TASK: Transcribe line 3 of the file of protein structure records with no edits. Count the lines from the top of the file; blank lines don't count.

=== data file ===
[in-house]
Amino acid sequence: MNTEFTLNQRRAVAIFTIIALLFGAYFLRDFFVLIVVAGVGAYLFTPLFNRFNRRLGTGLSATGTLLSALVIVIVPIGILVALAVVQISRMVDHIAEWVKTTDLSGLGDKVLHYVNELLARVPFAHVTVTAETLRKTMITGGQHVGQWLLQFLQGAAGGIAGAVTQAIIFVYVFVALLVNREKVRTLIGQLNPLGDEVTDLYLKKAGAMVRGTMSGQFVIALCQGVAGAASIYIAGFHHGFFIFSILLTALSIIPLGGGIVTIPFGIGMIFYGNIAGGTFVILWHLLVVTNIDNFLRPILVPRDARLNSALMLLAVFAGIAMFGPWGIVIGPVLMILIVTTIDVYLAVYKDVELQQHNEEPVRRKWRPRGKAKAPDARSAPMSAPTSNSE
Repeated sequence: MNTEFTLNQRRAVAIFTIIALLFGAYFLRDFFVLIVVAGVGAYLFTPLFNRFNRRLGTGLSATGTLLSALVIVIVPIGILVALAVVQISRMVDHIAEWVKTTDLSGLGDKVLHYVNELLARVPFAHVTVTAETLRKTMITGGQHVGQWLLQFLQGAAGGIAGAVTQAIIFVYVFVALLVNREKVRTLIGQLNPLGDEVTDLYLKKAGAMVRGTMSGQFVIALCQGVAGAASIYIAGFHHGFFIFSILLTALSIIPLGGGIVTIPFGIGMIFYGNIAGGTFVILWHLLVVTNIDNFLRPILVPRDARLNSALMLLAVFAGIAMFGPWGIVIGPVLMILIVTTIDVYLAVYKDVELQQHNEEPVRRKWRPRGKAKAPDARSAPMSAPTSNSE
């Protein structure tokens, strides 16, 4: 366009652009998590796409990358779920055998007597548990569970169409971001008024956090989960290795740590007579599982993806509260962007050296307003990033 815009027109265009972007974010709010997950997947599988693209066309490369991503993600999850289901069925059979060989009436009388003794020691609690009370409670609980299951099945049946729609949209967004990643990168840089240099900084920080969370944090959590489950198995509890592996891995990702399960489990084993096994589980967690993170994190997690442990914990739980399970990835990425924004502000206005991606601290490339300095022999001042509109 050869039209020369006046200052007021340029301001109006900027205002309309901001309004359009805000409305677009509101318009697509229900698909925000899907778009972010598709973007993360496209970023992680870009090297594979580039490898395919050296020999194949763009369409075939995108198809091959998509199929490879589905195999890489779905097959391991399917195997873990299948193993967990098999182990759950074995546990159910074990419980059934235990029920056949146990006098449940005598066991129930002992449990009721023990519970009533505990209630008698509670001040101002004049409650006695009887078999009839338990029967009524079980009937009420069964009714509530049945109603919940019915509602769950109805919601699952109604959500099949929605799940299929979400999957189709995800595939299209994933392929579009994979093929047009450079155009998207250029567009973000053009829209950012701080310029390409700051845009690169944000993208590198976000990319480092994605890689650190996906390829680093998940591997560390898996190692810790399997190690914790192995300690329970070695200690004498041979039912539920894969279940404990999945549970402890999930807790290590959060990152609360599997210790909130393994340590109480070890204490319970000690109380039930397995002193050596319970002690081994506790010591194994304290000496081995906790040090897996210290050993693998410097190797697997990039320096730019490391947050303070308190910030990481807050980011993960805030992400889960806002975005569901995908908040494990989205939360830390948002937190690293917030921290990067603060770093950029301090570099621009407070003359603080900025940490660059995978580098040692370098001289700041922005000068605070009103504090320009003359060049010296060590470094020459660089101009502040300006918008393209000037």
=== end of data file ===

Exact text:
Repeated sequence: MNTEFTLNQRRAVAIFTIIALLFGAYFLRDFFVLIVVAGVGAYLFTPLFNRFNRRLGTGLSATGTLLSALVIVIVPIGILVALAVVQISRMVDHIAEWVKTTDLSGLGDKVLHYVNELLARVPFAHVTVTAETLRKTMITGGQHVGQWLLQFLQGAAGGIAGAVTQAIIFVYVFVALLVNREKVRTLIGQLNPLGDEVTDLYLKKAGAMVRGTMSGQFVIALCQGVAGAASIYIAGFHHGFFIFSILLTALSIIPLGGGIVTIPFGIGMIFYGNIAGGTFVILWHLLVVTNIDNFLRPILVPRDARLNSALMLLAVFAGIAMFGPWGIVIGPVLMILIVTTIDVYLAVYKDVELQQHNEEPVRRKWRPRGKAKAPDARSAPMSAPTSNSE